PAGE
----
5. Add weight until the structure cracks, as follows:

a. Hold the cup so the weight of it is in your hands, but so the structure remains in place. Place five pennies in the cup and gently bring the cup back down and let go of it.

b. Note if the structure can hold the extra weight.

c. Repeat steps 5a. and 5b. until your structure shows a crack under the weight.

d. Using the kitchen scale, weigh how much the structure can carry before showing any cracks:

i. Remove the cup with pennies from the structure. Then take out five pennies (since the structure could not hold the weight with the last five pennies added, but it could before you added them).

ii. Measure the weight of the cup with pennies.

iii. Record the measurement in grams.

6. Remove the structure and empty the cup.

7. Repeat steps 3–6 using the six rolls as the structure, placed parallel to each other.

8. Repeat steps 3–6 using the cube as the structure.

9. This completes one trial. Repeat all the steps two more times for a total of three trials (three for each structure). Before you start trial 2, remake the structures. After a structure has cracked once, it will be permanently weakened, so it cannot be used it again for future tests. Make new structures for each new trial.

Nanotechnology

Observations

Nanotechnology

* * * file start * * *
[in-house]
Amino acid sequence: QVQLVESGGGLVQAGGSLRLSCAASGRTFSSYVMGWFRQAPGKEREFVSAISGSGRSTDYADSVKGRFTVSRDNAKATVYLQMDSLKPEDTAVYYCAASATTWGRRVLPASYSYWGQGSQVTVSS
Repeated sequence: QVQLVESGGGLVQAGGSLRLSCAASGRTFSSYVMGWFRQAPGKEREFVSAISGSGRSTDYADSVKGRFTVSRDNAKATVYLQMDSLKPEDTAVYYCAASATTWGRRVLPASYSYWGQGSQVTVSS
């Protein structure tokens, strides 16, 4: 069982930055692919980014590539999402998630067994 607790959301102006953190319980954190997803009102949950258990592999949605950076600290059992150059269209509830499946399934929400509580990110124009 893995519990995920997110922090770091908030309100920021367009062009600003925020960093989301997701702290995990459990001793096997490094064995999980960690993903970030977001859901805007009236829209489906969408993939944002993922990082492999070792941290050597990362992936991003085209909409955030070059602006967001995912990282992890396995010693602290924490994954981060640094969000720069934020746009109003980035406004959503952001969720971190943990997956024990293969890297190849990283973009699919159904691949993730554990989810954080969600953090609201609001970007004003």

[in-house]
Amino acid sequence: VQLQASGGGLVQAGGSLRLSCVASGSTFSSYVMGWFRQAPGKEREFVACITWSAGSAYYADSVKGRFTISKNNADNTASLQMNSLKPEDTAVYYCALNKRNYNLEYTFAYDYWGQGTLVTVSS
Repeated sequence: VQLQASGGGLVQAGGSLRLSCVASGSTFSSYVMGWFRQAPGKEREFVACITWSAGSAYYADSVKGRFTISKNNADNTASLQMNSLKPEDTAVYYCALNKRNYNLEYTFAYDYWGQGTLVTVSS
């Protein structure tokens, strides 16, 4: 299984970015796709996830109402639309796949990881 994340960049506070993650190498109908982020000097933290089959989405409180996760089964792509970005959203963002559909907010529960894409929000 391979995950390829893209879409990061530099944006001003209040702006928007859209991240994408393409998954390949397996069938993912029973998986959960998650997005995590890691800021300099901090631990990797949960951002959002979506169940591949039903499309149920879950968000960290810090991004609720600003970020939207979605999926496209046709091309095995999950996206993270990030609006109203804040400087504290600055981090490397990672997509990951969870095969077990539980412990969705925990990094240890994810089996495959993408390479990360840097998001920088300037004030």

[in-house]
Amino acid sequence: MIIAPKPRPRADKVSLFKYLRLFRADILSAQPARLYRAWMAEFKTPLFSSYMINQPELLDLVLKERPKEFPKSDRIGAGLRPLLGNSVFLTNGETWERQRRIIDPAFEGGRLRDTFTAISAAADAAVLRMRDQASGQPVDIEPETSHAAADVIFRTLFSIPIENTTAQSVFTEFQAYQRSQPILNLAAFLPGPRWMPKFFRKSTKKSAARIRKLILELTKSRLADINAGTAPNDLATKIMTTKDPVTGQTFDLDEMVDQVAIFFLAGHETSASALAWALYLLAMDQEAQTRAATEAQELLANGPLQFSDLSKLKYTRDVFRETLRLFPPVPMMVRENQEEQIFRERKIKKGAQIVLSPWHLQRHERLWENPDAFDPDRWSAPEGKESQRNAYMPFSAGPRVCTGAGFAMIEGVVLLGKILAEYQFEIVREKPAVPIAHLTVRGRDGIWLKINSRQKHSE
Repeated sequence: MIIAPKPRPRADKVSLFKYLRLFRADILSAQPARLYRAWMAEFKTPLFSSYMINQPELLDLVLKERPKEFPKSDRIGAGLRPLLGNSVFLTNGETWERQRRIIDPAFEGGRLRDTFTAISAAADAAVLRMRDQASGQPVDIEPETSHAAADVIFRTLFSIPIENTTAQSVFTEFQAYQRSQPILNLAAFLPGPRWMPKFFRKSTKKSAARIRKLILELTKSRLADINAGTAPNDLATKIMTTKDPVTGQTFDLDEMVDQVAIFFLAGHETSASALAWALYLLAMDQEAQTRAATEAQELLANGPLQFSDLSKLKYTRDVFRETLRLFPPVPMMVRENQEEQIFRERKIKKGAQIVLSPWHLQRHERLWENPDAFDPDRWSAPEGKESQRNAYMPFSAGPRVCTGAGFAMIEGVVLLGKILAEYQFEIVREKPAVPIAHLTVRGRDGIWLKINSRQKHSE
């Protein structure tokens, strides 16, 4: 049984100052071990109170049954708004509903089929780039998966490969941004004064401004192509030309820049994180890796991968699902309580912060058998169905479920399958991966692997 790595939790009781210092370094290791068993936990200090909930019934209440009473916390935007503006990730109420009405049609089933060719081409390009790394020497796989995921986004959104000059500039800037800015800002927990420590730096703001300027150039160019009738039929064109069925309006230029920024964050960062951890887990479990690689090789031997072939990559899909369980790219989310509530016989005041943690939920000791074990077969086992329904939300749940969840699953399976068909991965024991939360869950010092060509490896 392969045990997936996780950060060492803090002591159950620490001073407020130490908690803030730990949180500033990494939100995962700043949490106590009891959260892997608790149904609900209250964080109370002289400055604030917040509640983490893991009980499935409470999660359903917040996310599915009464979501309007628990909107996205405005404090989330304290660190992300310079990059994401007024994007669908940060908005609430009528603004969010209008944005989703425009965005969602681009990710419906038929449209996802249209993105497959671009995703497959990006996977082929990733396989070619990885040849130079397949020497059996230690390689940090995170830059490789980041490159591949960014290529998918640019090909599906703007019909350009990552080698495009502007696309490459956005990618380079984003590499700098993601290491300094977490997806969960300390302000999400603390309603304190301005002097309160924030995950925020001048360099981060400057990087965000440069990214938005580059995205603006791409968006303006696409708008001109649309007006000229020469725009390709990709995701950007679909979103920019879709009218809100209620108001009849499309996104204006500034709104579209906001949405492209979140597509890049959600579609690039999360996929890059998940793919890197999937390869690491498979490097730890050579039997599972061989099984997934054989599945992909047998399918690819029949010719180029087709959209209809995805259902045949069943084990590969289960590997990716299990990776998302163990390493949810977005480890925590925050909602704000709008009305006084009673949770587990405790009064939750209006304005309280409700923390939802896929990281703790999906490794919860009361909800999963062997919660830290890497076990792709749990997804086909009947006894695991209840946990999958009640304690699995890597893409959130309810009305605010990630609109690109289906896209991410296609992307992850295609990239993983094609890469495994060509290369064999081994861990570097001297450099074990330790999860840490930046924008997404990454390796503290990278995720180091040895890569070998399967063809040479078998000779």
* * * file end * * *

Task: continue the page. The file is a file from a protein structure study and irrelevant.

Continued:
Nanotechnology

Conclusion

The carbon nanostructure that is the strongest is the cube, the model of the carbon structure representing the diamond. My hypothesis was correct. In each of the three trials, the cube (diamond) held the most maximum weight, a total of 689 grams in the first trial, 714 grams in the second trial, and 727 grams in the third trial. The diamond is the densest of the carbon nanostructures, making it strong but heavy and inflexible. The second strongest nanostructure was the hollow tube, the model of the carbon structure representing the nanotube, a form of a fullerene. Although the nanotube is hollow, it amazingly held a maximum weight of 280 grams in the first trial, 350 grams in the second trial, and 361 grams in the third trial. This is a very good result considering that the structure is hollow and lightweight. The weakest nanostructure was the stacked sheets, the model of the carbon structure representing the graphite. This carbon nanostructure held a maximum weight of 158 grams in the first trial, 118 grams in the second trial, and 131 grams in the third trial.

These nanotubes are the strongest fibers known. When tested in the laboratory, they were found to be 10 to 100 times stronger than steel per unit weight. What makes them amazingly more useful than the extremely strong diamond structure is since they are hollow, they are lightweight. Also, depending on how the nanotubes are rolled up, some forms conduct electricity better than copper wires. What makes nanotubes even more interesting is that they are flexible. These incredible properties have changed the world of science forever. Scientists are researching the use of carbon nanotubes to make artificial limbs, artificial muscles, shape-changing structures, ultra-strong robots, and highly efficient solar cells. Right now, carbon nanotubes are being used to make super-strong, lightweight items such as tennis rackets and bike frames.